Low oil levels are a severe issue, but it will not usually cause your check engine light to illuminate. However, if another problem is caused by low oil, the check engine light may also illuminate.


The oil warning light on your dashboard, on the other hand, will illuminate. This warning light resembles an oil can with an oil drop flowing from the spout. If this light illuminates, your car may need more oil.


Is Driving With a Check Engine Light On Safe?

Keep a careful eye on the performance of your car. Ask yourself the following questions.


  1. Are there any unusual noises?

  2. Is it still running smoothly, or is it coming to a halt and surging?

  3. Has it lost power?

  4. Are there any strange smells such as burning or exhaust?


Even though the check engine light is up, it may be acceptable to continue driving to a safe spot if you don't notice anything strange.


If you decide to continue driving, proceed with care, drive slowly, don't use full throttle unless required, avoid hills, keep the RPMs low, and get it assessed and fixed as soon as possible.


Determining the Cause of a Check Engine Light

A mobile technician has the tools and equipment to determine what a check engine light indicates.


A diagnostic trouble code (DTC) is stored in the computer's memory when your car's check engine light illuminates.


When plugged into your vehicle's OBD port, an OBD scan tool can extract this diagnostic code, indicating the issue.


The cause for your check engine light turning on will not be entirely revealed by this code. Instead, it is a starting point for further troubleshooting and diagnostic testing to determine what's wrong.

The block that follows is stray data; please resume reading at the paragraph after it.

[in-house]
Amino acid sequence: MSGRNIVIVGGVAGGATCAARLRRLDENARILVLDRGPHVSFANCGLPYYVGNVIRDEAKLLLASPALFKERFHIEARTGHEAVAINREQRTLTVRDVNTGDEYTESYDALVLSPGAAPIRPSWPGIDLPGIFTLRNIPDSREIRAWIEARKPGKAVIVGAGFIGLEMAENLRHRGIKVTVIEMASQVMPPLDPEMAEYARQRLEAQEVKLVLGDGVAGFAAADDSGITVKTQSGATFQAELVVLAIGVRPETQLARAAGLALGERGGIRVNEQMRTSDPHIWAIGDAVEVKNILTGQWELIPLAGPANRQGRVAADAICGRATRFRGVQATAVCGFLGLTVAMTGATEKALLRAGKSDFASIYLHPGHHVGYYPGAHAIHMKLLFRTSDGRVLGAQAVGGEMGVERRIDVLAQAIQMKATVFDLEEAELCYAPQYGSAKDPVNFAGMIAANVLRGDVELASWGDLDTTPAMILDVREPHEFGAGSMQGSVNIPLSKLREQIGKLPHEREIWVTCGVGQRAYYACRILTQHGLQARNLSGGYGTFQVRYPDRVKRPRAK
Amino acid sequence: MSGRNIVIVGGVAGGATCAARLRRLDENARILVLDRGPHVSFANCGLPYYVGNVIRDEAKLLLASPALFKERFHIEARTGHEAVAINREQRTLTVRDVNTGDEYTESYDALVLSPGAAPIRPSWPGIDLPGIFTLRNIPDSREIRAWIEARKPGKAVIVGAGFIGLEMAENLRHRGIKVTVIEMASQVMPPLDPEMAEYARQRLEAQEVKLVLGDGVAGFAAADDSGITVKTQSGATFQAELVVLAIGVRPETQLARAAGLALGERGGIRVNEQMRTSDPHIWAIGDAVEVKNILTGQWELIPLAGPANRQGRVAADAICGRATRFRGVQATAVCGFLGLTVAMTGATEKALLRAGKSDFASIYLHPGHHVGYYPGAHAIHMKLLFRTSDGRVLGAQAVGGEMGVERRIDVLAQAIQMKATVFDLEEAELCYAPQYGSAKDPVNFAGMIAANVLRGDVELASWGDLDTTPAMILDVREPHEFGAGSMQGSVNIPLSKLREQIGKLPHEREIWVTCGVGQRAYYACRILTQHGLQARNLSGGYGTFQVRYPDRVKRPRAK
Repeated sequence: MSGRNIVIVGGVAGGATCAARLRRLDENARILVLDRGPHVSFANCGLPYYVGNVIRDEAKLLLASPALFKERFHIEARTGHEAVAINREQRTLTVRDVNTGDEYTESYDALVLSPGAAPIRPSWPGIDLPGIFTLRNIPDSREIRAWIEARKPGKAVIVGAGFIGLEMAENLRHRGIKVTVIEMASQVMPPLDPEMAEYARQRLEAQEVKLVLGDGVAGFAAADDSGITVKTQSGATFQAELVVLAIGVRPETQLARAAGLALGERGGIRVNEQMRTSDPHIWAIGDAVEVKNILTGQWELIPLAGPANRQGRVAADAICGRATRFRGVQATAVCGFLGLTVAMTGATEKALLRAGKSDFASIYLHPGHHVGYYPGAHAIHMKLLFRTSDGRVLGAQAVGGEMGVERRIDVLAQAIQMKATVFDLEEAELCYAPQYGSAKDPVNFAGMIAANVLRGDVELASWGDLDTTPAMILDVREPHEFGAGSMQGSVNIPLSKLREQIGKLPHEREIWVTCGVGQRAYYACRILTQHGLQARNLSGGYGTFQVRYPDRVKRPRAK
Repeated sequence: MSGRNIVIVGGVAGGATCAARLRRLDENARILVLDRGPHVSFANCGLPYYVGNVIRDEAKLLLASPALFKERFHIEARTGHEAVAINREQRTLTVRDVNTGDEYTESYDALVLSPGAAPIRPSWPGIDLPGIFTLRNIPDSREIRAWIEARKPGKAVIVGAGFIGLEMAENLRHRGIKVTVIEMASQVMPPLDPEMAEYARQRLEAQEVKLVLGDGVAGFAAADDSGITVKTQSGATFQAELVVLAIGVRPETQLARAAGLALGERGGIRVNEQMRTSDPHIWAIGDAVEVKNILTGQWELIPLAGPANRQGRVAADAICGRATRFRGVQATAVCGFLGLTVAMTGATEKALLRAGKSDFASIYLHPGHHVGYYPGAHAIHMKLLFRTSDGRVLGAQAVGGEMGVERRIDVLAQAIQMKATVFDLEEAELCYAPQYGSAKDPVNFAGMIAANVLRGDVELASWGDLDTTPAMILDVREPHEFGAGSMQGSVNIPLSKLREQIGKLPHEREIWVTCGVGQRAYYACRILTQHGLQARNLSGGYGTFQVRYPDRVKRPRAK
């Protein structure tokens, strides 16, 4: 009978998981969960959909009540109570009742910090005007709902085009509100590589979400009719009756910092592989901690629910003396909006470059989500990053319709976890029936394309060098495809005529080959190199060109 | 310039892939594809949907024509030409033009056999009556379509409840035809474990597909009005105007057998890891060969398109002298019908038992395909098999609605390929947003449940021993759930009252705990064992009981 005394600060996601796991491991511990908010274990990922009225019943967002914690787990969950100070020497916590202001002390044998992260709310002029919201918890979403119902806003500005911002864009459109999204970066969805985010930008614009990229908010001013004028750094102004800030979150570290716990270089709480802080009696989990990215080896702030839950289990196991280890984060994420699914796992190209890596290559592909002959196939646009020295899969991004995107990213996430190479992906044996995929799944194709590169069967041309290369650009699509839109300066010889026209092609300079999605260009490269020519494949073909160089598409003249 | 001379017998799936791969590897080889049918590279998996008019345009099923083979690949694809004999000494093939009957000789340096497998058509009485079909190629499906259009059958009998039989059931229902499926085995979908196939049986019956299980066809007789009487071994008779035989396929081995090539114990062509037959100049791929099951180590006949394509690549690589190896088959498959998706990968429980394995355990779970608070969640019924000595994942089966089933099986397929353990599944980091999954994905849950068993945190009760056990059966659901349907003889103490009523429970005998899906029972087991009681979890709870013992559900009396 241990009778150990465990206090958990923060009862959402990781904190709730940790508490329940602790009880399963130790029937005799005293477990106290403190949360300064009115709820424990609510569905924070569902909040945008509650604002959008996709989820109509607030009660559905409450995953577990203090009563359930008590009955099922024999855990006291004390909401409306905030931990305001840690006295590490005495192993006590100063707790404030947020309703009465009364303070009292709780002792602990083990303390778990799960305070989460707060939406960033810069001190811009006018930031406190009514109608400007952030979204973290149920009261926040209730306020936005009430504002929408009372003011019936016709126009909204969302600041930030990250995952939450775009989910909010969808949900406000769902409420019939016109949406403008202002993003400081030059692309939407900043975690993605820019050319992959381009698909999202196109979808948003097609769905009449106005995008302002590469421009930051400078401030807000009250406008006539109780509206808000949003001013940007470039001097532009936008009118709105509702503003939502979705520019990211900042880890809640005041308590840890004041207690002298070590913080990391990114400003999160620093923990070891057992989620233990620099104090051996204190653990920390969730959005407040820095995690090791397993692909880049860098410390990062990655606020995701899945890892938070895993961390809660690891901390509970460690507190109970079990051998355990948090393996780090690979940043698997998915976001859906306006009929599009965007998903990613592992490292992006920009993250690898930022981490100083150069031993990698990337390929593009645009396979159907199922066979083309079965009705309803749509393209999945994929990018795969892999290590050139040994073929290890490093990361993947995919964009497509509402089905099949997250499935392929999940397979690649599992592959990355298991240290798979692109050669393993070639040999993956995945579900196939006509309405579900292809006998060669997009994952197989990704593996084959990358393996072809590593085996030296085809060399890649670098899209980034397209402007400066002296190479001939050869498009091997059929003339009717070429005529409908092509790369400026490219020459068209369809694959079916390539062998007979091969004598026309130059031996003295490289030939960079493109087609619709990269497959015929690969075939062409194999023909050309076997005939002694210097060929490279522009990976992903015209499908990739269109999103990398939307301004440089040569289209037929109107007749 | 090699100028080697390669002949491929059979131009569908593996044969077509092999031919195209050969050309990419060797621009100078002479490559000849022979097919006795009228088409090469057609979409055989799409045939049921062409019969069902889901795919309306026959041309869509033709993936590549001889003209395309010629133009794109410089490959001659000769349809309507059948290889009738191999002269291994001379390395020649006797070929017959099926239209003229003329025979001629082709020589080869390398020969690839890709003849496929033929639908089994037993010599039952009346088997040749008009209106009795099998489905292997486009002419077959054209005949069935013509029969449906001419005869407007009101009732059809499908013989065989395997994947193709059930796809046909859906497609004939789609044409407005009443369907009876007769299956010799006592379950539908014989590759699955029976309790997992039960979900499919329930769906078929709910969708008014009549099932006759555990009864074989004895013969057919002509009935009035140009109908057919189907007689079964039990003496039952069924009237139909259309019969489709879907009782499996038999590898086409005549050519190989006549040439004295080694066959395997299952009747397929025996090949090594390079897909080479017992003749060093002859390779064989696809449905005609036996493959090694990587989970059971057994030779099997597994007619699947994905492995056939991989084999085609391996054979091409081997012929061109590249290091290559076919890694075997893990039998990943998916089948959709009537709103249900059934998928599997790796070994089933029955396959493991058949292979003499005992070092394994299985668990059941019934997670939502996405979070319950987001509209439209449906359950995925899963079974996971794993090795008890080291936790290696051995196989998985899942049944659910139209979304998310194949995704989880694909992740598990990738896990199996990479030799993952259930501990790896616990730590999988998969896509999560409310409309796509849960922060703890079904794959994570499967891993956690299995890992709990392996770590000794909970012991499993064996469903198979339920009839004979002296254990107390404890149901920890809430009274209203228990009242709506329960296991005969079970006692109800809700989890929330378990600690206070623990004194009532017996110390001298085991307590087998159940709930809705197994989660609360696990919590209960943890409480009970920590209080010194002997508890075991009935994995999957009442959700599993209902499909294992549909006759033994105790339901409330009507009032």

P0001, for example, is an OBD code that indicates a problem with the circuit that connects your engine computer to your fuel pressure regulator on your engine's fuel injection rail.


However, this does not always determine the cause, as this fault code has several causes.


The engine check light should switch off automatically after the problem has been found and resolved. However, it may need more investigation if it does not turn off or returns.


Here's What You Should Do

You won't know what the check engine light indicates until an expert diagnoses your vehicle. It may be something minor, or it may be something substantial and could cause further damage.


If the engine warning light illuminates while driving, listen for unusual sounds, smells, and vibrations. If you notice anything, or if the car drives differently, it may be best to pull over somewhere safe.


However, if nothing seems to have changed, it may be safe to drive a further distance, such as home or to a garage.


Take no risks; if your check engine light comes on, have it checked out by a professional as soon as you can.